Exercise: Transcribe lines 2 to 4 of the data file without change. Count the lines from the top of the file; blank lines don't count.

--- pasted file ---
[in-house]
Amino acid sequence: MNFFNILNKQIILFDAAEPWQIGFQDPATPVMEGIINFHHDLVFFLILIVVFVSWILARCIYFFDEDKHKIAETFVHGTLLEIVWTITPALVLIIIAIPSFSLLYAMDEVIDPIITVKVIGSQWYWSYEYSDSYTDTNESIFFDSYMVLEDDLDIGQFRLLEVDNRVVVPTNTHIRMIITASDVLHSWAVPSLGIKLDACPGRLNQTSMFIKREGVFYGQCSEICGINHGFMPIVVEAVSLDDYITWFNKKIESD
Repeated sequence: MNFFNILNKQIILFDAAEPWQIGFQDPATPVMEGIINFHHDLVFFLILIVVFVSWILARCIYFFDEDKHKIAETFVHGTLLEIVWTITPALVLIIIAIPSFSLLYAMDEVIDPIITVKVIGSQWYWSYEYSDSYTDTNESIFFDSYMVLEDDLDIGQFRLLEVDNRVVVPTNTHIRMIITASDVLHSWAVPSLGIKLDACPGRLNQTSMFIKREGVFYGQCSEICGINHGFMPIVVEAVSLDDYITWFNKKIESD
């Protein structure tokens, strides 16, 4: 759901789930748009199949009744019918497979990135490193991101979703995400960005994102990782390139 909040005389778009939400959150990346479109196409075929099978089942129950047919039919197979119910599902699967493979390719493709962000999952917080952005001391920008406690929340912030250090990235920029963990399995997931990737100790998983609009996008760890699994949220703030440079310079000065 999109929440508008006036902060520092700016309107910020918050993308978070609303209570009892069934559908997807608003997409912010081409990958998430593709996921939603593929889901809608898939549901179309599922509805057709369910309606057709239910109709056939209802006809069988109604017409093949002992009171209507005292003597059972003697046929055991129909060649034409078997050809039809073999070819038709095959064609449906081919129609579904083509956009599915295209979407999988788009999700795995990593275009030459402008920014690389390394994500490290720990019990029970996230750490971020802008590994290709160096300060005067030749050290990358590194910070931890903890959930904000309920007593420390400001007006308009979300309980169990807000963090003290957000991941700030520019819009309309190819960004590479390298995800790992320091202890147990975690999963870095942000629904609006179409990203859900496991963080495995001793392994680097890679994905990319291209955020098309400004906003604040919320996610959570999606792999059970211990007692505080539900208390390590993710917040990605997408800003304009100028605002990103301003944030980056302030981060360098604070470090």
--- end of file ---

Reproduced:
Amino acid sequence: MNFFNILNKQIILFDAAEPWQIGFQDPATPVMEGIINFHHDLVFFLILIVVFVSWILARCIYFFDEDKHKIAETFVHGTLLEIVWTITPALVLIIIAIPSFSLLYAMDEVIDPIITVKVIGSQWYWSYEYSDSYTDTNESIFFDSYMVLEDDLDIGQFRLLEVDNRVVVPTNTHIRMIITASDVLHSWAVPSLGIKLDACPGRLNQTSMFIKREGVFYGQCSEICGINHGFMPIVVEAVSLDDYITWFNKKIESD
Repeated sequence: MNFFNILNKQIILFDAAEPWQIGFQDPATPVMEGIINFHHDLVFFLILIVVFVSWILARCIYFFDEDKHKIAETFVHGTLLEIVWTITPALVLIIIAIPSFSLLYAMDEVIDPIITVKVIGSQWYWSYEYSDSYTDTNESIFFDSYMVLEDDLDIGQFRLLEVDNRVVVPTNTHIRMIITASDVLHSWAVPSLGIKLDACPGRLNQTSMFIKREGVFYGQCSEICGINHGFMPIVVEAVSLDDYITWFNKKIESD
């Protein structure tokens, strides 16, 4: 759901789930748009199949009744019918497979990135490193991101979703995400960005994102990782390139 909040005389778009939400959150990346479109196409075929099978089942129950047919039919197979119910599902699967493979390719493709962000999952917080952005001391920008406690929340912030250090990235920029963990399995997931990737100790998983609009996008760890699994949220703030440079310079000065 999109929440508008006036902060520092700016309107910020918050993308978070609303209570009892069934559908997807608003997409912010081409990958998430593709996921939603593929889901809608898939549901179309599922509805057709369910309606057709239910109709056939209802006809069988109604017409093949002992009171209507005292003597059972003697046929055991129909060649034409078997050809039809073999070819038709095959064609449906081919129609579904083509956009599915295209979407999988788009999700795995990593275009030459402008920014690389390394994500490290720990019990029970996230750490971020802008590994290709160096300060005067030749050290990358590194910070931890903890959930904000309920007593420390400001007006308009979300309980169990807000963090003290957000991941700030520019819009309309190819960004590479390298995800790992320091202890147990975690999963870095942000629904609006179409990203859900496991963080495995001793392994680097890679994905990319291209955020098309400004906003604040919320996610959570999606792999059970211990007692505080539900208390390590993710917040990605997408800003304009100028605002990103301003944030980056302030981060360098604070470090």